After a long time of posting, this post will be discussing the Bauhaus movement. You would think why an Architectural Technologist would care about the movements in the history of architecture, but in fact an Architectural Technician is like an Architect meets Engineer meets Surveyor etc.

Therefore a Technician needs to know about the previous movements in the history of architecture in order to be able to design, and since the Bauhaus movement was all about marrying technology and design.

The Bauhaus movement is, however, very connected with the technology of architecture and design as it aimed to combine crafts and arts together. It was mainly about designing furniture and different home items using steel structure and technologies that could make the life of an occupier much easier, in a way.

The Bauhaus Institute in Weimar
Walter Gropius was the founder of the Bauhaus movement in Weimar, Germany in 1919. The aim that Gropius had was to connect art, design and the industry of architecture. The Bauhaus was a school where students both theoretical and practical learning. Part of practical learning was ceramics, mural, stained glass, typography and even dance and theatre was part of the students’ learning. The idea was to design and manufacture beautiful and practical products. Gropius was inspired by the Arts and Crafts movement of the late 19th and early 20th century and Gropius aimed to bring artists and craftspeople together.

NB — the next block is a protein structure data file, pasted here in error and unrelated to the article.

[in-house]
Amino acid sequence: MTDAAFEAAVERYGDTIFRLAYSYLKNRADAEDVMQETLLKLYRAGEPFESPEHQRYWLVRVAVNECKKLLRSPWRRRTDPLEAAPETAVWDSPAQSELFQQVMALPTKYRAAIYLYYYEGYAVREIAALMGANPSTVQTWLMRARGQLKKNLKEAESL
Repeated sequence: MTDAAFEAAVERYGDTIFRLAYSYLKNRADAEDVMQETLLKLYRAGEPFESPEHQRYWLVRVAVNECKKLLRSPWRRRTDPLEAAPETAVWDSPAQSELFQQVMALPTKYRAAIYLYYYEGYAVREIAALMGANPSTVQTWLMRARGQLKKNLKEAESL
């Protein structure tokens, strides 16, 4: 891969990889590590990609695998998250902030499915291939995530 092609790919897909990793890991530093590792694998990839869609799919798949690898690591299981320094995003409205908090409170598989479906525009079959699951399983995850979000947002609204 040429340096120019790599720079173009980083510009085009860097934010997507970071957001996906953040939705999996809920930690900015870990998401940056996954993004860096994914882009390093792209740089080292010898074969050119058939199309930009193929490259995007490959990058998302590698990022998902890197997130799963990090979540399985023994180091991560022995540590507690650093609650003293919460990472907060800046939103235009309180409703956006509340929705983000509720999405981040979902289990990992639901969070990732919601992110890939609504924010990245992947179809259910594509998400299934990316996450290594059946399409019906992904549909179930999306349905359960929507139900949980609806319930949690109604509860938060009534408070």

The reason why Gropius wanted to build a bridge between craftspeople and artists is because machines would be used a lot in the future and therefore he wanted to embrace technological developments.

The interior of the Bauhaus school in Dessau
Image taken by Matthew G. Beall Photography | Bauhaus Sairs and Windows | 2012
The Ministry of Education placed the staff on six months contracts and cut the fundings to half, that led to the closure of the Bauhaus, which was announced from the end of March 1925. After that the Bauhaus school moved to Dessau.

The movement of the school from Weimar to Dessau affected the direction of the school on a high level. Walter Gropius chose Hennes Meyer to be the next director in 1928 of the school, which he would later regret this decision. The new director of the school encouraged the design of wallpapers and textiles, lamps and furniture. Meyer, later on created a big conflict by forcing the resignation of few instructors of the school as well as encouraging the formation of a Communist student organization, involving the school to be part of political differences that were taking place at that time in Germany. This became a threat to the existence of the school as well as the personal safety of the students and the staff. Gropius eventually fired Hennes Meyer in 1930 due to a sexual scandal that Meyer was involved in with one of his students.